Introduction: Fantastic Beasts (nearly) Life-sized Kelpie From Recycled Materials
Science is creative problem-solving and sometimes requires looking at a challenge from different directions in order to find the solution. That is why art is such an important part of STEAM. This project uses creativity to create a unique creature out of materials found around the house. It also is a model to students of a creative way to reuse items that are normally thrown away.
I tend to go a bit overboard (ahem) for my kid’s birthday parties because I enjoy being creative. A couple of years ago, the theme for my daughter’s party was Fantastic Beasts (the previous year it was Harry Potter, but that's another story), I loved the scene in the movie when the Kelpie was jumping out of the water with Newt Scamander on its back and decided to make a near life-sized Kelpie to hang from the ceiling.
I scoured the internet for instructions on how to make a Kelpie (or even find a decent picture to study), with no luck. Not to be deterred, I paused the movie at that scene and studied the Kelpie. The Kelpie’s head was shaped like a horse and its body seemed to be made of flowing kelp.
- Brown craft/packing paper - saved from Amazon packages
- Packing materials (bubble wrap from packages)
- Spray paint - I used 2 shades of green and a gold
- Clothes pins
- Glue - I recommend Beacon’s 3-in-1 glue or a glue gun
- Floral wire and fishing line (for hanging the Kelpie from the ceiling)
Step 1: Step 1: Shaping the Head and Body
During my preparations for the Harry Potter party, I found the brown packing paper that comes in some Amazon shipments a useful material. The paper is the right thickness for projects and comes pre-wrinkled, giving wonderful a texture to projects.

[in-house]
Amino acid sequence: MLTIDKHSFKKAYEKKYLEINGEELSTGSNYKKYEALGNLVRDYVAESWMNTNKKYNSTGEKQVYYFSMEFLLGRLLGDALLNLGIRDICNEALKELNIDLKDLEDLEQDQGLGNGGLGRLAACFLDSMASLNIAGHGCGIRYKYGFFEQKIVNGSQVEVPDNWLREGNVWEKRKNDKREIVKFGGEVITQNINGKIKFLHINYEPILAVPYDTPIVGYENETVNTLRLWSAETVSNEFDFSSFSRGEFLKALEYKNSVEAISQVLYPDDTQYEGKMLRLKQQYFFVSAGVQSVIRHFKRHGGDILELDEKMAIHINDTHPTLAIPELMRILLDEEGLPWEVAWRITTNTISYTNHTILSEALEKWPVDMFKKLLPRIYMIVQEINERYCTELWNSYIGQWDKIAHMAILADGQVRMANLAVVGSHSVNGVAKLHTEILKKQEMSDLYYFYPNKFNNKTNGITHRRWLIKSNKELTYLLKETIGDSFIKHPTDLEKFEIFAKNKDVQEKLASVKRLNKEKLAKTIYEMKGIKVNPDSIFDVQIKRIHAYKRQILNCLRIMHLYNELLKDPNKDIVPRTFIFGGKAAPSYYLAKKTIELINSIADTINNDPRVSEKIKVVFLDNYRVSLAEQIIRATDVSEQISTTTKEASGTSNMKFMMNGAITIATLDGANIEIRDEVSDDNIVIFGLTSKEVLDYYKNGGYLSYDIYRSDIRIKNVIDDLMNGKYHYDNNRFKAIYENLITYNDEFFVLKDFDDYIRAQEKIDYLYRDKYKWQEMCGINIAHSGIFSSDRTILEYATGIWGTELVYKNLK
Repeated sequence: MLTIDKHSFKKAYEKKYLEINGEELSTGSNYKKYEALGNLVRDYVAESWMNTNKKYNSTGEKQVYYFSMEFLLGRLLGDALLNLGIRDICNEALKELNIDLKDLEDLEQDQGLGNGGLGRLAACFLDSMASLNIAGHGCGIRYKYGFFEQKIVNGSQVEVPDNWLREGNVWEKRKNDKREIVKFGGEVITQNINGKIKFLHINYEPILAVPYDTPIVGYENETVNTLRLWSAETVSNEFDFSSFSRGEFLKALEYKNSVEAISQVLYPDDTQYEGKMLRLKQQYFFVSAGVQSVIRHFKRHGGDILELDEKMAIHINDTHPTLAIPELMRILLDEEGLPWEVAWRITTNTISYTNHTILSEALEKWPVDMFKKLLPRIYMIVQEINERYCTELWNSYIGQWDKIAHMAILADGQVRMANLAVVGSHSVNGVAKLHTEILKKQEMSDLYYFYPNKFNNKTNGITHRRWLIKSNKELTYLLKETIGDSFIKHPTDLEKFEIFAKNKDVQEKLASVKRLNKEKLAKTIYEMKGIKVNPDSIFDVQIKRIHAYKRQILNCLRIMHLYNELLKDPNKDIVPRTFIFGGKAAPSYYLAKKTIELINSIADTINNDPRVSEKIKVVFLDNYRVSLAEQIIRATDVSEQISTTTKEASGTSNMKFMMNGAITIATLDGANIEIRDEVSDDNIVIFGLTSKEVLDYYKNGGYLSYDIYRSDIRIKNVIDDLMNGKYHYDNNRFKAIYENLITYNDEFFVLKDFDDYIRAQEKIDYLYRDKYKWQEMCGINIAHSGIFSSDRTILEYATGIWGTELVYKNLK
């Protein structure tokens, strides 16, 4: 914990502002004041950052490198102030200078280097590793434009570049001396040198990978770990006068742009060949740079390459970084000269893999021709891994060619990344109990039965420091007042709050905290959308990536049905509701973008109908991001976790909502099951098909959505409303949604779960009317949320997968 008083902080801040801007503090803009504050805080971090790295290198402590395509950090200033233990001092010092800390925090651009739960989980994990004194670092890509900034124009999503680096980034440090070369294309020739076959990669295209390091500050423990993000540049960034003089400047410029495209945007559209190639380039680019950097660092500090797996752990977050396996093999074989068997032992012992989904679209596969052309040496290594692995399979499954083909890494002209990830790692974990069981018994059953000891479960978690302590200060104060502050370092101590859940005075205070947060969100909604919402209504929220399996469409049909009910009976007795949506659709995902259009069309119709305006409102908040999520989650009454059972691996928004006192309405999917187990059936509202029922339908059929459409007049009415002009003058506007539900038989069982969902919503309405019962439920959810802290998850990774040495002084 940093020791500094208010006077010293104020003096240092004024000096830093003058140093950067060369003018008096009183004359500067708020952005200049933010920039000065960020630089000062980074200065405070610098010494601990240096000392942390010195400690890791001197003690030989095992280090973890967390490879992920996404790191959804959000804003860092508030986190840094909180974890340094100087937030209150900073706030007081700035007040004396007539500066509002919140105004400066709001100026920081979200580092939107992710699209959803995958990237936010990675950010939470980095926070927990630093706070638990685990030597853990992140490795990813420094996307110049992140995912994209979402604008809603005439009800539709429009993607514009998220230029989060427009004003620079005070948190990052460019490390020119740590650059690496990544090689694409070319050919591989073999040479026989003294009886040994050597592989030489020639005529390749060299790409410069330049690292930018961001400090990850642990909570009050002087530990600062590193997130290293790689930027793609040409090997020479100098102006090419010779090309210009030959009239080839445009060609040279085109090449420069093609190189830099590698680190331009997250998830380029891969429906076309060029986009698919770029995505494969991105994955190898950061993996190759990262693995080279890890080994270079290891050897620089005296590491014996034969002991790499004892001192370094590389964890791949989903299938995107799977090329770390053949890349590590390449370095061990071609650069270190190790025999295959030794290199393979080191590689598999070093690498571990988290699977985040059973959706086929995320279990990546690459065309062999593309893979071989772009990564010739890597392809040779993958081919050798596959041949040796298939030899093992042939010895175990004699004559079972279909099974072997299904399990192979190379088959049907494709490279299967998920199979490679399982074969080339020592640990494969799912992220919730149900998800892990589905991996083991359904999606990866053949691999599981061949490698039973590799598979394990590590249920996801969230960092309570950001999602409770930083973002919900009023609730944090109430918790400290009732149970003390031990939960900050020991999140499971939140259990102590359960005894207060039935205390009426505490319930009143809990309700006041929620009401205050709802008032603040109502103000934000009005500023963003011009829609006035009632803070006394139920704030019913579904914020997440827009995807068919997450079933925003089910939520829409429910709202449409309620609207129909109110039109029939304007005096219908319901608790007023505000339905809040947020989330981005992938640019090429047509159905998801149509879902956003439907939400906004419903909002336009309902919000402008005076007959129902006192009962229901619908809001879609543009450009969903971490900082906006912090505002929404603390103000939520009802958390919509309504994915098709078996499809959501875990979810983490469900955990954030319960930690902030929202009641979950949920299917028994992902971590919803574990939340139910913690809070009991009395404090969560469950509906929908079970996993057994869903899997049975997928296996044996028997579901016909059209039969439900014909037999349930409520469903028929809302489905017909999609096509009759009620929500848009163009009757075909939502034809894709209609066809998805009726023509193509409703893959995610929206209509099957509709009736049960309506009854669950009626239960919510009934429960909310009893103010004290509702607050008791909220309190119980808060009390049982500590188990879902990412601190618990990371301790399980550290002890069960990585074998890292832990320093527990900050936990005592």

Take a piece of the brown packing paper approximately 4’ long and fold it in half. Loosely filled it with bubble wrap to ensure it will keep its shape. Glue the side seams, shaping eyes and nostrils as you go.
Follow the same technique for the body, starting with two pieces of paper at least 6'-7' long. As you can see from the last photo, I did not have two pieces of paper the correct length, so for the belly side I overlapped two pieces (this was covered up later).
Glue the sides. Gather and glue the top edge for the neck. Repeat for the narrowing of the tail. (Note: This will create the top of the tail, not the full tail length.)
Step 2: Step 2: Attach the Head to the Body
Insert the neck into the back of the head and attach. (I used packing tape and glue.) Next cut into the edges of head piece to make a kelp fringe (see second picture), At this stage the head is taking shape, but the body looks more like that of a manatee.
Step 3: Step 3: Paint the Kelpie
Tear additional strips of paper to simulate kelp. The strips should not be uniform in length or width.
Use spray paint to apply a base coat of green to the Kelpie body and the paper strips, leaving some areas uncovered.
Add a second shade of green (if desired) and gold for highlights to give the appearance of under water.
Step 4: Step 4: Finishing Touches
Attach some of the painted strips to the inside of the top of the tail and glue. (I used clothes pins to hold the paper in place until the glue dried.) Cut the tail top so that it also looks like shorter strips of kelp.
Glue additional strips over the body to simulate the kelp (see pictures).
Finally, attach hangers to the Kelpie. I used floral wire to create two rings (one at the neck and the other about halfway down the body). Fishing line was then used to hang the Kelpie from the ceiling.
Participated in the
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